A SURVEY by Mind, the national leader of local charity Dorset Mind, has revealed that existing inequalities in society have had a greater impact on the mental health of people from different Black, Asian and Ethnic Minority (BAME) groups than white people during the coronavirus pandemic.

14,000 adults with mental health problems living in England and Wales took part in the online survey which found that 30 per cent of BAME people said problems with housing made their mental health worse during the pandemic, compared to 23 per cent of white people. It also found that concerns about finances worsened the mental health of 52 per cent of BAME people, compared to 45 per cent of white people.

Overall mental health and the impact of the pandemic on wellbeing were roughly the same for all groups surveyed, with around 60 per cent of adults saying their mental health had worsened during lockdown. However, the mental health charity has warned that the findings raise concerns that the fall-out of the pandemic will disproportionately affect some communities far more than others into the future.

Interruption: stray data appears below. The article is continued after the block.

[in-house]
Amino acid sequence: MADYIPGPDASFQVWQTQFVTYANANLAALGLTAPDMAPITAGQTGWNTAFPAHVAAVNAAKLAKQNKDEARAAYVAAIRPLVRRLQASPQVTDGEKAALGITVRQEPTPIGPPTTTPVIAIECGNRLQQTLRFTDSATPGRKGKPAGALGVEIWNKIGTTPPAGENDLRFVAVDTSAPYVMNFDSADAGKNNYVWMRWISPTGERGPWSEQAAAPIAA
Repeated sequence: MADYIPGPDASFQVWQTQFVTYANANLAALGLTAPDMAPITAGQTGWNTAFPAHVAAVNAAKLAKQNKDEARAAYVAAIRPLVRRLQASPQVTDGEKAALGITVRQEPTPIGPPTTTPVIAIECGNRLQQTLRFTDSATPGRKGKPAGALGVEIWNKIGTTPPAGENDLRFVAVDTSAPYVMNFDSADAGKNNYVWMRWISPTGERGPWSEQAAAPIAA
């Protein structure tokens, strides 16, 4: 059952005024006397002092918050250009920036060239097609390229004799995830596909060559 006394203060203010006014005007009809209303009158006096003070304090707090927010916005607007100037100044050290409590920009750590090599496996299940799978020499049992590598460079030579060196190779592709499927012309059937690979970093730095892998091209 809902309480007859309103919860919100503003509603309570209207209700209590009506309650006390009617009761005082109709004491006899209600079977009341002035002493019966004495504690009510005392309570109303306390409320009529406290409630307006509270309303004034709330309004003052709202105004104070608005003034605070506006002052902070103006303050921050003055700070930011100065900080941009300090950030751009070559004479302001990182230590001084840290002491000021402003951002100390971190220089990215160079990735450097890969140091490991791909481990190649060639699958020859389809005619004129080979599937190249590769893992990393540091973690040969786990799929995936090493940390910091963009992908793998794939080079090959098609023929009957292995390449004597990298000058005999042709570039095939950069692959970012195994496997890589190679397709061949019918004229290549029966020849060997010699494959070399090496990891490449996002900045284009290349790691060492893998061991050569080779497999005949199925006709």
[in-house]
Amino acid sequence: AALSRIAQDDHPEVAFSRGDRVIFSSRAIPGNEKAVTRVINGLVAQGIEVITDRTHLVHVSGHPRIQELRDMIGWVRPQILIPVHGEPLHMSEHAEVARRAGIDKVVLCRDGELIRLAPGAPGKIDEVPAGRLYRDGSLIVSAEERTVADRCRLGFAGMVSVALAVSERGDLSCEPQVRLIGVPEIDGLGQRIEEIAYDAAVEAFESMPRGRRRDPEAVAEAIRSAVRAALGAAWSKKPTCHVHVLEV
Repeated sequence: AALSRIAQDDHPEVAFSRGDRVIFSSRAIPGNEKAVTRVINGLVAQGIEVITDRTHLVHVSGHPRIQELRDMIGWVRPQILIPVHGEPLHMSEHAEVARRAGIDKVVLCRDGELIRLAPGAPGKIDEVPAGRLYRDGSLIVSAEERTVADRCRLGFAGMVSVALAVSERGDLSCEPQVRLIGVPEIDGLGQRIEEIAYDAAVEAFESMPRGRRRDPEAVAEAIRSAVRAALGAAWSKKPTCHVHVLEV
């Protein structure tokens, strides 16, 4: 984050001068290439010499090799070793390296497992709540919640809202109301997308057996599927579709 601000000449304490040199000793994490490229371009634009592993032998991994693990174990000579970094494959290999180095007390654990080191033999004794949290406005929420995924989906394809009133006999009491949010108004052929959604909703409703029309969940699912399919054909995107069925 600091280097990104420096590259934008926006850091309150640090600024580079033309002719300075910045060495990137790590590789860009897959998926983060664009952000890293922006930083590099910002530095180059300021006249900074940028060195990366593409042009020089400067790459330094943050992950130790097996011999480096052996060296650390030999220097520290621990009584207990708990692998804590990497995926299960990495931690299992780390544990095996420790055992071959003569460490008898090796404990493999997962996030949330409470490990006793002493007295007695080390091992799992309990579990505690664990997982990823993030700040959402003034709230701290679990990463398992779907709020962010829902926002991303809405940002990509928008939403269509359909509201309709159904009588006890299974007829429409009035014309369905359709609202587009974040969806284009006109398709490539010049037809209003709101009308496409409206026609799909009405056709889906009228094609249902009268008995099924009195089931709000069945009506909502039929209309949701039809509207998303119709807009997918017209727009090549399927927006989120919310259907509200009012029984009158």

Marcel Vige, head of equality improvement at Mind, said: "As society faces up to the discriminatory impact of coronavirus on particular BAME groups, including rates of infection and tragic loss of life, our survey provides evidence of how people within these groups are also being hit hardest by mental health problems stemming from economic impact of COVID-19 on areas such as housing and employment.

"In the midst of protests calling out systemic racism, we’re urging the Government to address such deep-seated inequalities experienced by particular BAME groups. Social injustice and systemic inequality will not go away in the natural course of the nation’s recovery from the pandemic. In fact, injustice and inequality are likely to increase as temporary supportive measures - such as the furlough scheme and pausing benefit sanctions - come to an end."

For more information, visit https://www.mind.org.uk/news-campaigns/news/existing-inequalities-have-made-mental-health-of-bame-groups-worse-during-pandemic-says-mind/?utm_medium=organic&utm_source=twitter&utm_campaign=campaigns&utm_content=bame%20survey%20news%20story.